Durand Bernarr is the type of person that can light up any room he walks into. True of a multihyphenate, Durand has been deemed “your favorite singer’s favorite singer.” And beyond the music, it’s the way he carries himself, coupled with his infectious personality that fans can’t help but fall in love with.

The singer-songwriter describes himself as this “eclectic ball of energy.” He states, “You know people say when I come through, we bring the party. I am the party. I don’t set the mood, I am the mood. It’s the level. It’s someone who’s so self-aware that if you’re not careful, it could scare you, or it could inspire you.”

With his newest song “Lil Bit,” Durand reminds us that sometimes, you might want your partner a little bit ugly so there’s no insecurities that arise within the relationship. The concept speaks to one’s dating preferences, but also brings us into Durand’s world within the entertainment space in Los Angeles.

Now following Durand’s previously self-titled album DUR&, which debuted at the #1 spot on the Apple Music R&B charts, he returns with his newest project titled WANDERLUST. The 12-track album pays homage to Kelis’ critically-acclaimed second studio album Wanderland.

Sheen spoke with Durand in downtown Los Angeles to discuss his roots in Cleveland, background in music, inspo behind “Lil Bit,” his new project, opening for Erykah Badu, goals, and more!

I first saw you at Steve Mackey’s Taco Tuesdays. How was that evening for you?

That night was so insane. Let me take you through that whole day. I was flying in from Amsterdam. I had a recording with Philip Lassiter. He’s a badass horns player, he’s on the new album. He wanted me to come out and join him for his live recording. I’m about to leave, checking out of my hotel. I step outside and realize I don’t have my phone. I’m now in a very interesting dilemma because the hotel front desk doesn’t open until 10am. It’s 6:30am right now, my flight is at 9:45am. There was no way I’d be able to get my phone so I had to trail through the airport and get home without a phone, using my laptop for wifi.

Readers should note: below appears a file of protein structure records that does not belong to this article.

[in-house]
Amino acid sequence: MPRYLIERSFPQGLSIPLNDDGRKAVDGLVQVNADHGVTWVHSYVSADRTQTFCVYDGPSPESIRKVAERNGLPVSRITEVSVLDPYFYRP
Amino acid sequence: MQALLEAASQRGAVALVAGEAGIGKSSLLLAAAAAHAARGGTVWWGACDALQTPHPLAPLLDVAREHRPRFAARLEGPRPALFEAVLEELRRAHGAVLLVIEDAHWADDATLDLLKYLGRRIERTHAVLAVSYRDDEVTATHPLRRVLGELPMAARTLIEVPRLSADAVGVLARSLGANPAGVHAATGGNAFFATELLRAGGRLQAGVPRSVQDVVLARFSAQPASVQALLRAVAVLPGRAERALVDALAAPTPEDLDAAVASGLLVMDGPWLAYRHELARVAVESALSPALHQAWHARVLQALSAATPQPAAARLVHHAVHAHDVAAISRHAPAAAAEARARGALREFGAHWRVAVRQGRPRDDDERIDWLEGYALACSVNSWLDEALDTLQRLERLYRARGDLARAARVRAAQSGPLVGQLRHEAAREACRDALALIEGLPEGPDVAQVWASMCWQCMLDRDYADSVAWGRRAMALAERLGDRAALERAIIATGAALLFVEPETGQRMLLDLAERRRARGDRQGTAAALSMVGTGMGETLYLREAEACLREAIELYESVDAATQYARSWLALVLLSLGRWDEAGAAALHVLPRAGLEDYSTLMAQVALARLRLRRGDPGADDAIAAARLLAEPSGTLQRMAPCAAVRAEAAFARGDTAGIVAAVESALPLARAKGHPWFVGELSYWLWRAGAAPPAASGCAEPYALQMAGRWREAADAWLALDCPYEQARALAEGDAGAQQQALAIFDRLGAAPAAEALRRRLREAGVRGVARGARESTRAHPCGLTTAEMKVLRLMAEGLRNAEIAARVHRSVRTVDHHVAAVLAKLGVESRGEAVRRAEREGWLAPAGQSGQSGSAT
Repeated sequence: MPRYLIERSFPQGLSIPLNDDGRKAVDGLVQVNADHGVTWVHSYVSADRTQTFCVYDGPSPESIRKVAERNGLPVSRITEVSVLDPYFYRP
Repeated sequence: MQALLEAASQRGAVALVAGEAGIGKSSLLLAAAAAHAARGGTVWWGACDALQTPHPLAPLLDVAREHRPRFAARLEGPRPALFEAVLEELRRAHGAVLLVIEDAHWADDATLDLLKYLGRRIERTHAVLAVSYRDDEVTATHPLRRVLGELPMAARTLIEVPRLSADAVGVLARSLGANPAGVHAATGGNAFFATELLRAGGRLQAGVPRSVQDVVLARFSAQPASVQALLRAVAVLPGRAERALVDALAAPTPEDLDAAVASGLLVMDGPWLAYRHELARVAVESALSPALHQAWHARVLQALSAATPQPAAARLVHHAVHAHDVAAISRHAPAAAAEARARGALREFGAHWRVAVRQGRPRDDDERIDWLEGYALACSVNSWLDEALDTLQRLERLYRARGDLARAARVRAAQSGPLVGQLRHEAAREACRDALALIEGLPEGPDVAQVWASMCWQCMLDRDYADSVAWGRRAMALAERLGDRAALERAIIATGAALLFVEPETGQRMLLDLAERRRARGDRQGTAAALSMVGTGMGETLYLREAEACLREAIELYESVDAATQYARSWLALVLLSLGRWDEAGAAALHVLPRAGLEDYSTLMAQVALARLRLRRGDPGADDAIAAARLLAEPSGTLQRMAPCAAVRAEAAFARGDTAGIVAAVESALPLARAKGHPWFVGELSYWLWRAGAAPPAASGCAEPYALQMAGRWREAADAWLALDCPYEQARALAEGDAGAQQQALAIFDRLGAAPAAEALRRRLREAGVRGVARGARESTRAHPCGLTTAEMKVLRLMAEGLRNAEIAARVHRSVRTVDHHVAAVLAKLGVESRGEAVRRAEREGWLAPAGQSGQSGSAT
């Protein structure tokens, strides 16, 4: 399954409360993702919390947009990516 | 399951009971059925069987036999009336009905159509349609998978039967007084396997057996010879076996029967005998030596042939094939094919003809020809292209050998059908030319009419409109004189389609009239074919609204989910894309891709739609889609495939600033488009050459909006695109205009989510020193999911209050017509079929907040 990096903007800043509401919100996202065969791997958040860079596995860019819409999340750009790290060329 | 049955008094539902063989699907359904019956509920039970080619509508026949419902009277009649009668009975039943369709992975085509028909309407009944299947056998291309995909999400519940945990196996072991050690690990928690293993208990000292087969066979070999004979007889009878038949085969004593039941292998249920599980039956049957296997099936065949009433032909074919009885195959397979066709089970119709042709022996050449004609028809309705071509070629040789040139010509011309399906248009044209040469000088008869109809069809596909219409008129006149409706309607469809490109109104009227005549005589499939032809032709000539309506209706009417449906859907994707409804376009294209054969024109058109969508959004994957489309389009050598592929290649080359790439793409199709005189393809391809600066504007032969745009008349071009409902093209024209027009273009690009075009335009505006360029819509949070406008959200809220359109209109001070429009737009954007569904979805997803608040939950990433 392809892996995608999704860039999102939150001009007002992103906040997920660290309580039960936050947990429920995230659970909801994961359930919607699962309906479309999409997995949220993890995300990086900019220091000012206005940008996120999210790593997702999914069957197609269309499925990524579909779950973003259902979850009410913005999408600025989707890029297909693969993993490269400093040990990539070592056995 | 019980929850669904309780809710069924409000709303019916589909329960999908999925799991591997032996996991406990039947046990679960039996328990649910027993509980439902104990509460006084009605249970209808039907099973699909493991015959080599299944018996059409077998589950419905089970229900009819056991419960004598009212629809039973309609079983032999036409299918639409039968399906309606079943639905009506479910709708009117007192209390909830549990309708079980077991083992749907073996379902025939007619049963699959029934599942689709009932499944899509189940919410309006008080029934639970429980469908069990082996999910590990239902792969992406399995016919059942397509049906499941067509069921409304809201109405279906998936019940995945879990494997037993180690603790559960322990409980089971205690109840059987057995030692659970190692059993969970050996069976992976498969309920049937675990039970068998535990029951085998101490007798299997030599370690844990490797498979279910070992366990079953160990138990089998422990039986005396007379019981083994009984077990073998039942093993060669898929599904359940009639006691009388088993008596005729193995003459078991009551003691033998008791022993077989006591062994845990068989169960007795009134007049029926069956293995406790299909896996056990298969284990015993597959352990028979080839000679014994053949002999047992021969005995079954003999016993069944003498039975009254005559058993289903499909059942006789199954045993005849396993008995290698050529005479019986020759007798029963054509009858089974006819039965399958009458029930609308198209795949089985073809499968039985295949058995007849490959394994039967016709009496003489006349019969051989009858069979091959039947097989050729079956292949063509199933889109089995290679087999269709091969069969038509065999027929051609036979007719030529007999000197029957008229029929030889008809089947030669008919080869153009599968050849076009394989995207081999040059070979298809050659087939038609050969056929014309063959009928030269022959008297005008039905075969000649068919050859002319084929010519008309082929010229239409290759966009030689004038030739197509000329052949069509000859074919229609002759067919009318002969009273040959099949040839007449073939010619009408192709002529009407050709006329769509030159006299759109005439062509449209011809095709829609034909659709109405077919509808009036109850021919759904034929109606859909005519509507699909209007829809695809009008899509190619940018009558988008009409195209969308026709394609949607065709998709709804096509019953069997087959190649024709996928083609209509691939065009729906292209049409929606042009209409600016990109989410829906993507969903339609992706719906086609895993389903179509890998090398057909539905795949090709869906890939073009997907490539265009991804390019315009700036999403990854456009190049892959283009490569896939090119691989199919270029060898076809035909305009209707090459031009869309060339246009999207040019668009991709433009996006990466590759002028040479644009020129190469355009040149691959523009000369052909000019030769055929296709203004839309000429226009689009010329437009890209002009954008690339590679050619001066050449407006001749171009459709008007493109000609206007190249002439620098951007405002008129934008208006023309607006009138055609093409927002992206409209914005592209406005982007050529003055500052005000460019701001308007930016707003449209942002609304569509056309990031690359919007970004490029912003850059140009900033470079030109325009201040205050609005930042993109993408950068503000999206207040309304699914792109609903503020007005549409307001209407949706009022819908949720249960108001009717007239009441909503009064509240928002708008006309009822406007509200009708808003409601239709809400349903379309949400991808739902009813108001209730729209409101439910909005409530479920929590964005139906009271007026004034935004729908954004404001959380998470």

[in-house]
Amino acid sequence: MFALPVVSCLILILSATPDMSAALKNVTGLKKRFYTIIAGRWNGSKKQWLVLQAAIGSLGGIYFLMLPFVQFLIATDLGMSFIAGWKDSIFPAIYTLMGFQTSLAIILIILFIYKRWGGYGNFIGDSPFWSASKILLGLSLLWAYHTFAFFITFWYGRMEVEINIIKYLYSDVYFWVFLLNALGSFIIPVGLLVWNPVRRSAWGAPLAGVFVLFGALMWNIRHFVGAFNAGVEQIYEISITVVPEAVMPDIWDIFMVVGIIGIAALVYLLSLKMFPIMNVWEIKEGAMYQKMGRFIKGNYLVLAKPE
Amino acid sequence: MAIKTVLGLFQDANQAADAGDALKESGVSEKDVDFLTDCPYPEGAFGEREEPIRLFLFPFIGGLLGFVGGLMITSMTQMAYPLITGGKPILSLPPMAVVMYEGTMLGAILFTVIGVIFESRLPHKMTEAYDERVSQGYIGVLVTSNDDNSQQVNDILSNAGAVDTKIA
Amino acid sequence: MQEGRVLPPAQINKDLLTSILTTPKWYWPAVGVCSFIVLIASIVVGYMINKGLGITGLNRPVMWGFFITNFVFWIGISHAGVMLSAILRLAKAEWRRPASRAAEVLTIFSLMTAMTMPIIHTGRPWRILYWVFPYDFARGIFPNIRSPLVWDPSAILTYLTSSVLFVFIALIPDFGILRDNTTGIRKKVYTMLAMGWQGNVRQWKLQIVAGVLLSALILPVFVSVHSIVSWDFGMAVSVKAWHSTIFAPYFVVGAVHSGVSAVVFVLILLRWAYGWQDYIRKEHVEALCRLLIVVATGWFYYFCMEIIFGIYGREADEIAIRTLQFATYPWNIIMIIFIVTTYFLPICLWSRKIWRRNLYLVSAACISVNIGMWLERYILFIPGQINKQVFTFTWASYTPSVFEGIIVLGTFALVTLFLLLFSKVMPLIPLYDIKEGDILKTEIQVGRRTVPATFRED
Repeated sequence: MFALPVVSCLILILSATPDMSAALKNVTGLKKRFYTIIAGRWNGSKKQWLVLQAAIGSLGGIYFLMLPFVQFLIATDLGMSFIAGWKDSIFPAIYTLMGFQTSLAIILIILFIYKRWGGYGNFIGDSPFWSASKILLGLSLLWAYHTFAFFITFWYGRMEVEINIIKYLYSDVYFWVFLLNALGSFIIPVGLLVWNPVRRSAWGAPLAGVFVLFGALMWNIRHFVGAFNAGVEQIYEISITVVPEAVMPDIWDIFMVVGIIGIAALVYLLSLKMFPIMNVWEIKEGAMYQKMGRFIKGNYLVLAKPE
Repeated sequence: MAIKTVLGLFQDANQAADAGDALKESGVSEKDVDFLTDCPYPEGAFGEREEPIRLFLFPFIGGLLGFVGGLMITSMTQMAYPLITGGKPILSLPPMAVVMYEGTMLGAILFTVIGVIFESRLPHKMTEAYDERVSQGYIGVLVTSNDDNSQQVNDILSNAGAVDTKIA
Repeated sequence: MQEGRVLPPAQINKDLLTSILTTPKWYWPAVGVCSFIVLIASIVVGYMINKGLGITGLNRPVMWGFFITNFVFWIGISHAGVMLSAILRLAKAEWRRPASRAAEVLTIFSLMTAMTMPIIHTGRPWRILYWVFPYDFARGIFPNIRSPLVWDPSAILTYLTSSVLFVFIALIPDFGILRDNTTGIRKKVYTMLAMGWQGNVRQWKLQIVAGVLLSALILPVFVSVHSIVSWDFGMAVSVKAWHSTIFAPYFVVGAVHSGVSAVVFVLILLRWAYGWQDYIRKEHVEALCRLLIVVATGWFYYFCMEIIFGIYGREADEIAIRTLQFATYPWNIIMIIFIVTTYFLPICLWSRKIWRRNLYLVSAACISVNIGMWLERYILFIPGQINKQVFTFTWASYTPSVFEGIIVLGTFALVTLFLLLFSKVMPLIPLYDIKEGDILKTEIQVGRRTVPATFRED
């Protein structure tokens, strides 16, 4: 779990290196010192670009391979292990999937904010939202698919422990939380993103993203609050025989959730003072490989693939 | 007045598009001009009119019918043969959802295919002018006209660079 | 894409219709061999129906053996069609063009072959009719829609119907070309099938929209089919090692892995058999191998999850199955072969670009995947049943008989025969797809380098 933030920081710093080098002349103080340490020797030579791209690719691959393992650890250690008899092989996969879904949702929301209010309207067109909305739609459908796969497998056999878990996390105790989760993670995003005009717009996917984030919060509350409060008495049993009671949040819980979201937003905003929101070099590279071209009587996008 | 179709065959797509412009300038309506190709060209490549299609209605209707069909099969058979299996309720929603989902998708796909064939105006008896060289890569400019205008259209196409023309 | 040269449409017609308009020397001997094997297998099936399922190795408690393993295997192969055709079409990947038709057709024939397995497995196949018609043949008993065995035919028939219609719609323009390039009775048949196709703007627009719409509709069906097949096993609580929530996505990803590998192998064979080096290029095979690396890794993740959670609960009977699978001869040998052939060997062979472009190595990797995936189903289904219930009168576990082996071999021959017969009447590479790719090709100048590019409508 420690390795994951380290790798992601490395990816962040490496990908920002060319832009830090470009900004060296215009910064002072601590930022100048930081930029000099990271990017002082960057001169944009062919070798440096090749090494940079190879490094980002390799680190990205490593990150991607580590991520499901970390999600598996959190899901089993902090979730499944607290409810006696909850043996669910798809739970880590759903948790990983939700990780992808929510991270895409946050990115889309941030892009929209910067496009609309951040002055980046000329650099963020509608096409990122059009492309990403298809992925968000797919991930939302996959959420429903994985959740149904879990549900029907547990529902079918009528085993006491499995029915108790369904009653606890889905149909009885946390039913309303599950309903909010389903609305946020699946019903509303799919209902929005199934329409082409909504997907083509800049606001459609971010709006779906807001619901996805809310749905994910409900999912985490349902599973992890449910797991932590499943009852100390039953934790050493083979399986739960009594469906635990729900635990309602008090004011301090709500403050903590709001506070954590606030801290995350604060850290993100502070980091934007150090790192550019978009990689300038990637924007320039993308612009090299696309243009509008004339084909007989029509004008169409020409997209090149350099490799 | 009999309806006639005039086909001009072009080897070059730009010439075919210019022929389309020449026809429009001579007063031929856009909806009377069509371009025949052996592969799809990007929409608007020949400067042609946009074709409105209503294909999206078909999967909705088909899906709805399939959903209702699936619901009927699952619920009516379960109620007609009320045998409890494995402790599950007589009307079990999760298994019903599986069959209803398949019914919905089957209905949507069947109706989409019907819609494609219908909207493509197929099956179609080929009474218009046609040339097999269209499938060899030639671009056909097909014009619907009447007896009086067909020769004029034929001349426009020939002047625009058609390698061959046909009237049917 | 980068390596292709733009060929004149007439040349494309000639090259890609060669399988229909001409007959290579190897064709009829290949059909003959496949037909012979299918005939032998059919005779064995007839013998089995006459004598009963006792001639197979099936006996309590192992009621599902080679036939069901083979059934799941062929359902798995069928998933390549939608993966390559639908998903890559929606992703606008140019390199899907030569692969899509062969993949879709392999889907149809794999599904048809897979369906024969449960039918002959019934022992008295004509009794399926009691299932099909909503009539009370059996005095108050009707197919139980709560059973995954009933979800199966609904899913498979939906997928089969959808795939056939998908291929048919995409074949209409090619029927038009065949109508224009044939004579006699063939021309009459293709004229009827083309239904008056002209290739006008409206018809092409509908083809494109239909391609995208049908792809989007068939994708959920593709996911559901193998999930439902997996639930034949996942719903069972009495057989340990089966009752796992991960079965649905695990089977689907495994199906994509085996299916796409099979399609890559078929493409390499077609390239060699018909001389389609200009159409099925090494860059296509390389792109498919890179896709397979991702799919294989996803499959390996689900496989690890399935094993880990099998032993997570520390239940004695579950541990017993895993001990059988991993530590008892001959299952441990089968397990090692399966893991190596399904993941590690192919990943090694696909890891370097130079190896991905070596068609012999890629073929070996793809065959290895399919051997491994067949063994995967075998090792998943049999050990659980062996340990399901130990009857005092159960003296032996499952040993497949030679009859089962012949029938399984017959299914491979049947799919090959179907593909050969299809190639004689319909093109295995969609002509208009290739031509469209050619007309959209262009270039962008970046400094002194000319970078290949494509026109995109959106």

I got home, Phil’s manager got me a Lyft. I threw myself in the shower and Stevie’s like, “Can you come a little earlier?” [sighs] So I get there early. All I had was my Apple Watch, thank goodness for it. I wasn’t completely off, but I did have to be a little more present without my phone. Of course, I didn’t sleep because I was up all night. We were carrying until 1am. I was one of the last ones leaving. I get home, then I start recording to a track I got from DJ Amorphous until 3am and finally to sleep around 4am. It was so worth it because I wasn’t gonna miss it.

You’re from Cleveland, how does that play into your life and career?

Cleveland is an amazing place to grow up, it’s an even more amazing place to move away from. You get your bearings, figure out what it is and how you want to do things. You have to go somewhere where you can be your most productive self. It gave me a great foundation, at least with my parents  being musicians, artists, creatives. It gave me a lot of foundation so that when I do step out, I’m able to use these different etiquettes that I’ve learned from theater, from acting class, from the Institute of Music.